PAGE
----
My tips for beginners, take into consideration the sugar, acid, alcohol and tannins of the wine and how they can be accentuated or minimized when paired with certain types of food. We all have strengths and weaknesses, right? Is there a wine region/country in which you struggle with when studying? USA, we just don't get to try enough. Is there one wine book you can't live without? What's your favourite? Jancis Robinsons The world atlas of wine, but also Vino Italiano, Dan Sims told me to read this book whilst studying for the Galli wine scholarship, definitely one to read.What wine/region/country is exciting you the most at present? Having just been over to Italy I'd have to say Verona, we were lucky enough to try some great Valpolicellas and Amarone.What was the last bottle of wine you tried? Where were you?2010 Jean Paul Brun 'Moulin a Vent' Beaujolais at Pei Modern.What's the most exciting Australian wine you've tried recently and why?We recently saw the latest release of wine from Chalmers. The wines are looking great especially the reds Aglianico, Nero d'Avola and Sagrantino, these wines have a freshness and vibrancy to them, worth a look. Have you an all time favourite wine and/or region? Was it a 'light bulb' moment? Wine region definitely Piedmont, especially La Morra and Barbaresco.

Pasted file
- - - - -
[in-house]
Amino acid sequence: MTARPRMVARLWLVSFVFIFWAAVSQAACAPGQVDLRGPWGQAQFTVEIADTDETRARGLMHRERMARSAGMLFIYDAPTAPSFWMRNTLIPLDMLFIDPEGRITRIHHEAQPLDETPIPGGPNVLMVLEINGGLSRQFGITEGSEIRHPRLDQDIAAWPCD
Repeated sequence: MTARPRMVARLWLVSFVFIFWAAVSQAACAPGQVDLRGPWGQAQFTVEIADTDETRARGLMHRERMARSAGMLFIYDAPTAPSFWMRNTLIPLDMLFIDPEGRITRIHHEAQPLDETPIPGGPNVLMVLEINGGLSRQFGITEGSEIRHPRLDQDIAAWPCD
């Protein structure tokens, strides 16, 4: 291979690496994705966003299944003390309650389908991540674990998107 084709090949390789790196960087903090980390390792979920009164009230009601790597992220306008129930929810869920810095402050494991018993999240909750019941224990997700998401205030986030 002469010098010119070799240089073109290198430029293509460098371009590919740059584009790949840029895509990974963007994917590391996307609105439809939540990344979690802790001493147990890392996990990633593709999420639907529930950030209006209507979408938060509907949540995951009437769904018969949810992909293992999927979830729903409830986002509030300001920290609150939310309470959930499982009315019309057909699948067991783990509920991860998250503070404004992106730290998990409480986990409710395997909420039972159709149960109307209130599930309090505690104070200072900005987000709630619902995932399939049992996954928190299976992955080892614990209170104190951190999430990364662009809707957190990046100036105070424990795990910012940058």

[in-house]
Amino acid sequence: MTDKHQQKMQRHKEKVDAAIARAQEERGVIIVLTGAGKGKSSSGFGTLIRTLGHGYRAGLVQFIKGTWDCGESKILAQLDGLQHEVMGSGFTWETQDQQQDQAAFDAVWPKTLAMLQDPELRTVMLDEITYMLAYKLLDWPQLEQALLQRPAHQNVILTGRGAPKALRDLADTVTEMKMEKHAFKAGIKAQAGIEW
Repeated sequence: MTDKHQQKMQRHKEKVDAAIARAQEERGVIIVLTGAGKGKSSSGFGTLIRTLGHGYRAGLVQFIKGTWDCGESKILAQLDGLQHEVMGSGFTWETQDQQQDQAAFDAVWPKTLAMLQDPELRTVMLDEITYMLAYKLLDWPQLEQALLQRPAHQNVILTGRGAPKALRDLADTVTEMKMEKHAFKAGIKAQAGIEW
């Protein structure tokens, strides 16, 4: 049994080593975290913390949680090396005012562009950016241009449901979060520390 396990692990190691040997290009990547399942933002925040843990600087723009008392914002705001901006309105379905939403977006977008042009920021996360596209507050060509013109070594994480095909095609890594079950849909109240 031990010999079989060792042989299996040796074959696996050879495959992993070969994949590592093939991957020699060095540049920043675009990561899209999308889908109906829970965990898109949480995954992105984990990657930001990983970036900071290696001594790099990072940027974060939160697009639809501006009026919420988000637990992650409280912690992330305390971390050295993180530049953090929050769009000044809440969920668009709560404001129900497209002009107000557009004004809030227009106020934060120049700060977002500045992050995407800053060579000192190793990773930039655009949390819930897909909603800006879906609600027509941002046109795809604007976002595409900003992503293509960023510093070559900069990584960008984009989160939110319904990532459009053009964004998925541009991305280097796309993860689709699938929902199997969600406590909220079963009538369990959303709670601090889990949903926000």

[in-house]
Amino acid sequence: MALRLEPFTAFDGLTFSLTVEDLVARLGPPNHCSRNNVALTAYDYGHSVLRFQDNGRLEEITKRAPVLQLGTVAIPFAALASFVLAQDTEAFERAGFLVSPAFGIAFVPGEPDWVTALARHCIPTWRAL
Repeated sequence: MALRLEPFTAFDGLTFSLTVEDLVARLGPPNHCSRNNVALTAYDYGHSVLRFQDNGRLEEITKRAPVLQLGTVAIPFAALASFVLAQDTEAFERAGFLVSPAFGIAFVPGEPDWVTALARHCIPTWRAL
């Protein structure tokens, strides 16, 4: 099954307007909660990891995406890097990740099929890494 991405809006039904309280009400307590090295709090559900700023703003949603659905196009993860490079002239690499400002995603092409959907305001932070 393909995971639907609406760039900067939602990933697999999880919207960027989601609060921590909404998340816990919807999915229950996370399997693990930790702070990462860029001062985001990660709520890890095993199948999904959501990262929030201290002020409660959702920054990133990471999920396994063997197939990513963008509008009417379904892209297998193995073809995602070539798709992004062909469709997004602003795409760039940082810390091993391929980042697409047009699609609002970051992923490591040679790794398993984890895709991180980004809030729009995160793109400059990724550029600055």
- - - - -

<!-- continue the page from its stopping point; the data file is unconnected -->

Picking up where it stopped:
Wine, a light bulb moment for me was having dinner with my mother when I was 19 and opening a bottle of wine that was given to us by a friend. Not knowing what it was we were quick to say 'god this is good'. It was 1998 Sassicaia, I'd never heard of it before but it was sealed in my memory and I still want more.What do you see as the biggest challenge facing the restaurant/hospitality industry at present? Staffing as usual, but also finding keen people who are willing to work hard without wanting to rise to the top before they are ready, front and back of house. There is a shortage of good knowledgeable staff, hence most of them take a leadership role earlier on without having had the proper training and experience in each area.How can a guest get the most out of their wine experience at …. It is such an extensive list which is daunting to some diners, talk to the sommeliers and be open about what you want, region, variety and price. There is plenty of knowledgeable staff at Stokehouse, and some of them aren't even sommeliers.Where was the last place you had dinner?Pei Modern Favourite lunch spot? Favourite luncheon wine?East Imperial Yum Cha in Carlton on a Sunday, possibly no wine though just a lucky beer.Funniest/most embarrassing moment working in hospitality? (and you don't have